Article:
This static graph of changes in CO2 concentrations goes back 400,000 years, showing the dramatic spike in recent years.

This interactive visualization from the NASA Earth Observatory website compares Arctic sea ice minimum extent from 1984 to that of 2012.

This video discusses impacts that the Midwestern US is experiencing due to climate change. It describes how climate change is affecting agriculture, tourism, drought and flood, water cycles and freshwater availability, the spread of invasive species and disease, as well as other topics.

This is a rich compilation of resources and tools to help decision-makers across the US identify their local climate threats and vulnerabilities and reduce their risks from impacts of climate​ variability and change. As part of President Obama's Climate Action Plan, the toolkit was developed by NOAA in partnership with NASA and other departments and agencies in the U.S. Global Change Research Program.

C-ROADS is a simplified version of a climate simulator. Its primary purpose is to help users understand the long-term climate effects (CO2 concentrations, global temperature, sea level rise) of various customized actions to reduce fossil fuel CO2 emissions, reduce deforestation, and grow more trees. Students can ask multiple, customized what-if questions and understand why the system reacts as it does.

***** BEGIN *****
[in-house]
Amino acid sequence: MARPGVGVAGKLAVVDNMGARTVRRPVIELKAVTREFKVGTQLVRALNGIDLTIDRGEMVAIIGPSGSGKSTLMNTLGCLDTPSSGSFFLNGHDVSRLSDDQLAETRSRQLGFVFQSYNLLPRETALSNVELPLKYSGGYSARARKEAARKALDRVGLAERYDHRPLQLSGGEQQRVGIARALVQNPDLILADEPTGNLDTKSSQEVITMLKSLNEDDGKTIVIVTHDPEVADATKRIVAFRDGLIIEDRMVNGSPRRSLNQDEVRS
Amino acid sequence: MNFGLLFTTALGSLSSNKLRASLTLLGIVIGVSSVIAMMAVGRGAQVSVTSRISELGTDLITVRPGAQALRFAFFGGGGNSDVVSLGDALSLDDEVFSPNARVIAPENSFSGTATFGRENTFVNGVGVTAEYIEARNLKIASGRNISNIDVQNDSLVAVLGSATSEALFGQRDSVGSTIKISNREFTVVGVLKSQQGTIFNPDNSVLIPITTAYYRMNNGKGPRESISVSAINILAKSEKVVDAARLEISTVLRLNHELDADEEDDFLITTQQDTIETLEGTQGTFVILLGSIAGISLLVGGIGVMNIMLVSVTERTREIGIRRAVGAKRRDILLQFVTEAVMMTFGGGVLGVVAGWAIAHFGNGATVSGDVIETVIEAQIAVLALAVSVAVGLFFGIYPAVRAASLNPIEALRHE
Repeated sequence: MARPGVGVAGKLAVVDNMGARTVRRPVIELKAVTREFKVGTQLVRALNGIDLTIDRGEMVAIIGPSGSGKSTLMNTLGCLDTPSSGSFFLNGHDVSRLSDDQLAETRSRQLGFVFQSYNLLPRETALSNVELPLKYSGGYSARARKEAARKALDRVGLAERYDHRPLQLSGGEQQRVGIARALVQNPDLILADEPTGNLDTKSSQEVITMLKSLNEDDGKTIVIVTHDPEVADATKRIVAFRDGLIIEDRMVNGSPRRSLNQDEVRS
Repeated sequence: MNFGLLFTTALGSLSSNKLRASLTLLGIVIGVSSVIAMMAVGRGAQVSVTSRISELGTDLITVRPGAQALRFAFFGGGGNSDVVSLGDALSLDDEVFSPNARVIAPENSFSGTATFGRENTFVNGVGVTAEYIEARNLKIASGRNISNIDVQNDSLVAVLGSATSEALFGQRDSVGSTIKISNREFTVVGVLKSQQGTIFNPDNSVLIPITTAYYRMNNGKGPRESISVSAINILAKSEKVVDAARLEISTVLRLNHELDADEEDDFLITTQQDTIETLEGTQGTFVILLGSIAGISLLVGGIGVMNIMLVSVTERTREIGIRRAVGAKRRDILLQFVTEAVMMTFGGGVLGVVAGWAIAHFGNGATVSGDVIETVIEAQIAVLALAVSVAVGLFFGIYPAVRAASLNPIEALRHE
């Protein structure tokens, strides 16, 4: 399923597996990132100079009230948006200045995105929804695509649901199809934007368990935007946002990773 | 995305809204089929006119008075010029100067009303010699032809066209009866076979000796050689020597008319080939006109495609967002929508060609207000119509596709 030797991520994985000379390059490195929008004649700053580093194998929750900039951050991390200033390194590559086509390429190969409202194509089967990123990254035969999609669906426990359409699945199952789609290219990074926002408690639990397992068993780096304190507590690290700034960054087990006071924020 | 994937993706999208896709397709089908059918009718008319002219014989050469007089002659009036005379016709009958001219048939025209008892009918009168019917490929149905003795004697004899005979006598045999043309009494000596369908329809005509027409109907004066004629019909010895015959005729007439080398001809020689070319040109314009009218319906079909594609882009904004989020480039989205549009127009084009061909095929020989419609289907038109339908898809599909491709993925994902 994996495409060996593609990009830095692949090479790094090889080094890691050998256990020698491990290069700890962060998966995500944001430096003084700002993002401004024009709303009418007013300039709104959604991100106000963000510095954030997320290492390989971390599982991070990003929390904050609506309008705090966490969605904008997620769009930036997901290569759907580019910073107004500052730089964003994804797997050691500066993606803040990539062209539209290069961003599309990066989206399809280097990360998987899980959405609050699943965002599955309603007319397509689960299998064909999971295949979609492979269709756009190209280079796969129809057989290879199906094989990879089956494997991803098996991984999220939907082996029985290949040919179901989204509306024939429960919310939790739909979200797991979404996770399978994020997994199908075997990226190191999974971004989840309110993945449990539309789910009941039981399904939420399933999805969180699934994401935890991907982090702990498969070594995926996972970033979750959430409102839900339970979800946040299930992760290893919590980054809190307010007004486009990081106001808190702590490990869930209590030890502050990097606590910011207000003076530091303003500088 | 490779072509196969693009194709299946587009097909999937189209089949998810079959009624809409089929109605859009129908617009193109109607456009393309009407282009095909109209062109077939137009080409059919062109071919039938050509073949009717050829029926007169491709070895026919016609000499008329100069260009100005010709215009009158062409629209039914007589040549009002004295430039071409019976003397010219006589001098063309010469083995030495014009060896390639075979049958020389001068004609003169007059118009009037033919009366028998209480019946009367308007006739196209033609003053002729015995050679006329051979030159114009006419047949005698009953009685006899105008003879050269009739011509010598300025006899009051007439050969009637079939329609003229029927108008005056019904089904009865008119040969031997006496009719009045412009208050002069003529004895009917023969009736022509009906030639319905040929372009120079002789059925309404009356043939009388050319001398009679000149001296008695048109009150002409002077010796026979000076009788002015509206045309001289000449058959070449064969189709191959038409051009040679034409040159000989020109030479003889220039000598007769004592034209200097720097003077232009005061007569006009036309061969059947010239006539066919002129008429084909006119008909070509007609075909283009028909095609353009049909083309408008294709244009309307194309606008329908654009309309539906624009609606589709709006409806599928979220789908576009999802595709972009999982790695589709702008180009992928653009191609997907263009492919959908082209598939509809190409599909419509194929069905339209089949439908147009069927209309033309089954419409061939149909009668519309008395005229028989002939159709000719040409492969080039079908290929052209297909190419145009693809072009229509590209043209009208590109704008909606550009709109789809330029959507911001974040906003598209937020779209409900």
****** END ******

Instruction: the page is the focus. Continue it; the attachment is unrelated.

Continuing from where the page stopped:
This animated visualization was created for the planetarium film 'Dynamic Earth'. It illustrates the trail of energy that flows from atmospheric wind currents to ocean currents.

In this interactive simulation, students can explore global CO2 emissions displayed by different continents/countries and plotted based on the GDP. A map view is also accessible.

This is a full color, worldwide, animated weather map using GIS interface showing current and projected wind and other weather conditions for any location in the world. Data can be viewed at different spatial scales.

The Climate Momentum Simulation allows users to quickly compare the resulting sea level rise, temperature change, atmospheric CO2, and global CO2 emissions from six different policy options projected out to 2100.

This short, time-lapse video shows the changes in the Columbia Glacier from May 12, 2007 to August 20, 2010. Narration provides general description of the geophysical dynamics and processes.

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